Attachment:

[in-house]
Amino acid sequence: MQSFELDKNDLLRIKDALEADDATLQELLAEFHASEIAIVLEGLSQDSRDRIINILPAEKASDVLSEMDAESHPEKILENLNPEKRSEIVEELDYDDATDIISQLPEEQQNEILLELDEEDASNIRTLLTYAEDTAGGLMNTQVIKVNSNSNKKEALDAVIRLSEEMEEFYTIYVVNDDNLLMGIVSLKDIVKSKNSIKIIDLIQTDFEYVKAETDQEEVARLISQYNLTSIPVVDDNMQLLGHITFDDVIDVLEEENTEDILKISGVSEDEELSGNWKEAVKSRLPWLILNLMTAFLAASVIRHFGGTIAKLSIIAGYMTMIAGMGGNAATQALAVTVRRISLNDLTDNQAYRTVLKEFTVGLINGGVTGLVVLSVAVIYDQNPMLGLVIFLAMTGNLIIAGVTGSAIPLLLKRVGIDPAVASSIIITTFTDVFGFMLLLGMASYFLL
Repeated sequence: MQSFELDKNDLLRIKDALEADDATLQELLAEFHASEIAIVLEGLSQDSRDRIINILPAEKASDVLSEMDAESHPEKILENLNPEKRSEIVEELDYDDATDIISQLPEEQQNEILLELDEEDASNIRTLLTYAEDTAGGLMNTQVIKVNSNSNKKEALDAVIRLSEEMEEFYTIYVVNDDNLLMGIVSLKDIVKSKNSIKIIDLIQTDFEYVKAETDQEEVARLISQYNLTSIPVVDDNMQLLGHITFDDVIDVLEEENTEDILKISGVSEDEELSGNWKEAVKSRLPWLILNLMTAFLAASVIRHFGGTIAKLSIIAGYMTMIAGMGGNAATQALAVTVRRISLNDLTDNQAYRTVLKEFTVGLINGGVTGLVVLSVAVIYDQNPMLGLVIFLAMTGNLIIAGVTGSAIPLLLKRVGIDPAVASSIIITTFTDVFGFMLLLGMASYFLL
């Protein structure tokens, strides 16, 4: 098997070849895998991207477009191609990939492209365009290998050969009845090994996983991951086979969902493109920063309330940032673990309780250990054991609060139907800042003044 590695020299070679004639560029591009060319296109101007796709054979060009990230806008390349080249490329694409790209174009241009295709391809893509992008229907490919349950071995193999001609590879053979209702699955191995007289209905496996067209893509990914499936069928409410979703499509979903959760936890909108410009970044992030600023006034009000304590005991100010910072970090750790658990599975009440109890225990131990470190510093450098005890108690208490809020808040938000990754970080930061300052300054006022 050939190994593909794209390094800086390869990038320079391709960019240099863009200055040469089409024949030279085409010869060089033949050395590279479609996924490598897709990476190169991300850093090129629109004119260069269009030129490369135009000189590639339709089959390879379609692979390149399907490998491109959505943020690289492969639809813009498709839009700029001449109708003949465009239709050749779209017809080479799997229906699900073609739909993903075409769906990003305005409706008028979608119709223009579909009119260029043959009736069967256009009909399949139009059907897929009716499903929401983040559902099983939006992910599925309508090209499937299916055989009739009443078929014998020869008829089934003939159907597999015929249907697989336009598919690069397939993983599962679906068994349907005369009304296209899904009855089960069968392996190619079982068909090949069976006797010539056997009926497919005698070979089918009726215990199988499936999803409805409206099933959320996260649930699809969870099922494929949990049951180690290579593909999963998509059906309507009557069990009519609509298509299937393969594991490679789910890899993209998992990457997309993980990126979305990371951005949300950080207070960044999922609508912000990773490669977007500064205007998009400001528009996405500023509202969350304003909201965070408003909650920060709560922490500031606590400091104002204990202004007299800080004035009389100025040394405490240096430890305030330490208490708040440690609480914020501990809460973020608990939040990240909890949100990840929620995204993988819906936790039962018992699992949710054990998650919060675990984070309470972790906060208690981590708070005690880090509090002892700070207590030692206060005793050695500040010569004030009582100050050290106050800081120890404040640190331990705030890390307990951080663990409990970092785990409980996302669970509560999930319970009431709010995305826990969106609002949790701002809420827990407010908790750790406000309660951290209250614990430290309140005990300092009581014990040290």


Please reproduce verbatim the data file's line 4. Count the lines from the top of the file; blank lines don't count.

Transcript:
């Protein structure tokens, strides 16, 4: 098997070849895998991207477009191609990939492209365009290998050969009845090994996983991951086979969902493109920063309330940032673990309780250990054991609060139907800042003044 590695020299070679004639560029591009060319296109101007796709054979060009990230806008390349080249490329694409790209174009241009295709391809893509992008229907490919349950071995193999001609590879053979209702699955191995007289209905496996067209893509990914499936069928409410979703499509979903959760936890909108410009970044992030600023006034009000304590005991100010910072970090750790658990599975009440109890225990131990470190510093450098005890108690208490809020808040938000990754970080930061300052300054006022 050939190994593909794209390094800086390869990038320079391709960019240099863009200055040469089409024949030279085409010869060089033949050395590279479609996924490598897709990476190169991300850093090129629109004119260069269009030129490369135009000189590639339709089959390879379609692979390149399907490998491109959505943020690289492969639809813009498709839009700029001449109708003949465009239709050749779209017809080479799997229906699900073609739909993903075409769906990003305005409706008028979608119709223009579909009119260029043959009736069967256009009909399949139009059907897929009716499903929401983040559902099983939006992910599925309508090209499937299916055989009739009443078929014998020869008829089934003939159907597999015929249907697989336009598919690069397939993983599962679906068994349907005369009304296209899904009855089960069968392996190619079982068909090949069976006797010539056997009926497919005698070979089918009726215990199988499936999803409805409206099933959320996260649930699809969870099922494929949990049951180690290579593909999963998509059906309507009557069990009519609509298509299937393969594991490679789910890899993209998992990457997309993980990126979305990371951005949300950080207070960044999922609508912000990773490669977007500064205007998009400001528009996405500023509202969350304003909201965070408003909650920060709560922490500031606590400091104002204990202004007299800080004035009389100025040394405490240096430890305030330490208490708040440690609480914020501990809460973020608990939040990240909890949100990840929620995204993988819906936790039962018992699992949710054990998650919060675990984070309470972790906060208690981590708070005690880090509090002892700070207590030692206060005793050695500040010569004030009582100050050290106050800081120890404040640190331990705030890390307990951080663990409990970092785990409980996302669970509560999930319970009431709010995305826990969106609002949790701002809420827990407010908790750790406000309660951290209250614990430290309140005990300092009581014990040290």